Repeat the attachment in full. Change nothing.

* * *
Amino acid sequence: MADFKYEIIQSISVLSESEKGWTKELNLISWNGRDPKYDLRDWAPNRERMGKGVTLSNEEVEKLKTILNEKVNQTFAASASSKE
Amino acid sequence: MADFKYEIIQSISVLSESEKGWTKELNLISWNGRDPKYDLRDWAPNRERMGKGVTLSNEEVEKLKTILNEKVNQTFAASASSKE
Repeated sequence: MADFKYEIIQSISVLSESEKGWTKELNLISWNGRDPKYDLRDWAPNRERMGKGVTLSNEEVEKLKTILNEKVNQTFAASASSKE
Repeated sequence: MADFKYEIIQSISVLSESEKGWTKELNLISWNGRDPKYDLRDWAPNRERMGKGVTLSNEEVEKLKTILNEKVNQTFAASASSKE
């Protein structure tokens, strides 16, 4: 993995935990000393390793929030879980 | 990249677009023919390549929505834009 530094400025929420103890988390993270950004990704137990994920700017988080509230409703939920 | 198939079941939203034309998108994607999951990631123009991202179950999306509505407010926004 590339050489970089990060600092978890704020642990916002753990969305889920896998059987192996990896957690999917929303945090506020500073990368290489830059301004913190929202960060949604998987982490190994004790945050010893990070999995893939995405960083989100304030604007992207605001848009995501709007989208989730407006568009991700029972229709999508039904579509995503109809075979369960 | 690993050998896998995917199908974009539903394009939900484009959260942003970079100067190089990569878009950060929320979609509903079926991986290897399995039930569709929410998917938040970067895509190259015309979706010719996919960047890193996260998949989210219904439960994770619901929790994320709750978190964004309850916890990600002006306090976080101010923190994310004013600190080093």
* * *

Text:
Amino acid sequence: MADFKYEIIQSISVLSESEKGWTKELNLISWNGRDPKYDLRDWAPNRERMGKGVTLSNEEVEKLKTILNEKVNQTFAASASSKE
Amino acid sequence: MADFKYEIIQSISVLSESEKGWTKELNLISWNGRDPKYDLRDWAPNRERMGKGVTLSNEEVEKLKTILNEKVNQTFAASASSKE
Repeated sequence: MADFKYEIIQSISVLSESEKGWTKELNLISWNGRDPKYDLRDWAPNRERMGKGVTLSNEEVEKLKTILNEKVNQTFAASASSKE
Repeated sequence: MADFKYEIIQSISVLSESEKGWTKELNLISWNGRDPKYDLRDWAPNRERMGKGVTLSNEEVEKLKTILNEKVNQTFAASASSKE
């Protein structure tokens, strides 16, 4: 993995935990000393390793929030879980 | 990249677009023919390549929505834009 530094400025929420103890988390993270950004990704137990994920700017988080509230409703939920 | 198939079941939203034309998108994607999951990631123009991202179950999306509505407010926004 590339050489970089990060600092978890704020642990916002753990969305889920896998059987192996990896957690999917929303945090506020500073990368290489830059301004913190929202960060949604998987982490190994004790945050010893990070999995893939995405960083989100304030604007992207605001848009995501709007989208989730407006568009991700029972229709999508039904579509995503109809075979369960 | 690993050998896998995917199908974009539903394009939900484009959260942003970079100067190089990569878009950060929320979609509903079926991986290897399995039930569709929410998917938040970067895509190259015309979706010719996919960047890193996260998949989210219904439960994770619901929790994320709750978190964004309850916890990600002006306090976080101010923190994310004013600190080093």